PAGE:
We’ll forgive the assumption. With so much country music originating from places like Texas and Tennessee, anything with a whiff of twang or reflecting rural ways of life is often associated with south of the Mason-Dixon Line — not the state that gave the world grunge and Microsoft.

Back in 2017, Clark was honored as the parade grand marshal during Morton’s annual Loggers’ Jubilee. Billed as the “granddaddy of all logging shows,” the chainsaw-whizzing event has been an eastern Lewis County tradition for 80 years and that August weekend sees Morton’s population triple.

“It celebrates who we are as a community,” says Chad Cramer, a second-generation logger and Clark’s childhood friend.

That year Clark played a concert in the Jubilee arena, a grassy ring next to the high school flanked by cement bleachers with timeworn cedar benches. Clark brought her Nashville buddy Jessie Jo Dillon, a certified Southerner and songwriter of the year nominee who co-wrote half the songs on Clark’s new album. The Tennessee native didn’t feel that far from home.

“Most people when they think of Washington state they think of Seattle and Pike Place Market and Starbucks,” Clark says. “She couldn’t believe how rural of a place Morton was.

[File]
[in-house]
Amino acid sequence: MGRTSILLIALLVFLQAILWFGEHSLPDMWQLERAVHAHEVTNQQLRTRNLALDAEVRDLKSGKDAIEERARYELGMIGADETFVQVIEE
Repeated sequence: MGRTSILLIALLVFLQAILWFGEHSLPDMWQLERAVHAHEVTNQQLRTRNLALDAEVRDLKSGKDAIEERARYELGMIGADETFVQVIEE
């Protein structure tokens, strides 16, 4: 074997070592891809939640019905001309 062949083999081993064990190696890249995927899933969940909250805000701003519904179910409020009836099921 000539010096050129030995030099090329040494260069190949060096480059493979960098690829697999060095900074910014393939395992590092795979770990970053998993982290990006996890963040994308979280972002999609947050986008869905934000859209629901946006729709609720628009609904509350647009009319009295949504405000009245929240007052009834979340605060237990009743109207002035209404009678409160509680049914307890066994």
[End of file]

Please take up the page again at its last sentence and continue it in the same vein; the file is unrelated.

“This is a terrible thing to admit,” Clark continues, “but when I’m in Nashville and the guys will brag about the deer they get (hunting), I’ll think, ‘That’s like a Bambi.’ (Laughs). The guys I grew up with, I mean, they’re going out and getting elk and not gettin’ ’em with feeding them corn in their front yard.”

Reflecting her roots

For all the small-town similarities between life in Morton and the rural South, there are distinctions besides the hunting trophies rarely reflected in popular country songs.

“The lifestyle itself is similar, but you know, there’s not a lot of red clay around Morton,” says Cramer, referring to a soil type synonymous with parts of the South. “There’s not a lot of songs out there that talk about the timber industry, in any genre, which is definitely what raised all of us.”

At least not until Clark’s latest album.

While it’s the songs “Buried” and “Dear Insecurity,” a stirring duet with Carlile, that helped her reel in her first Grammy win in 17 career nominations, anyone who’s ever had their breath taken away by a foggy mountain valley will recognize the songs “Northwest” and “She Smoked in the House” as the album’s emotional centerpiece. Both are deeply entwined with her Morton roots.

Written with Dillon during a Washington retreat, “Northwest” is Clark’s personal ode to the PNW, a song made for cranking on winding forest roads or cruising Highway 101 around the Olympic Peninsula, a place that always feels like home to Clark. It’s laden with references to snowy White Pass, “mountain tall” evergreens, the smell of burning cottonwood that Clark’s father chopped to heat their riverside home and the hickory shirts he and the other loggers wore to work.

“I didn’t grow up around a lot of lazy people,” Clark says. “I can’t even imagine that. It instilled hard work in me, because I had two parents that worked so hard. I remember my dad getting up at 3 in the morning to go to work, and I think that was a lot of people’s dads.”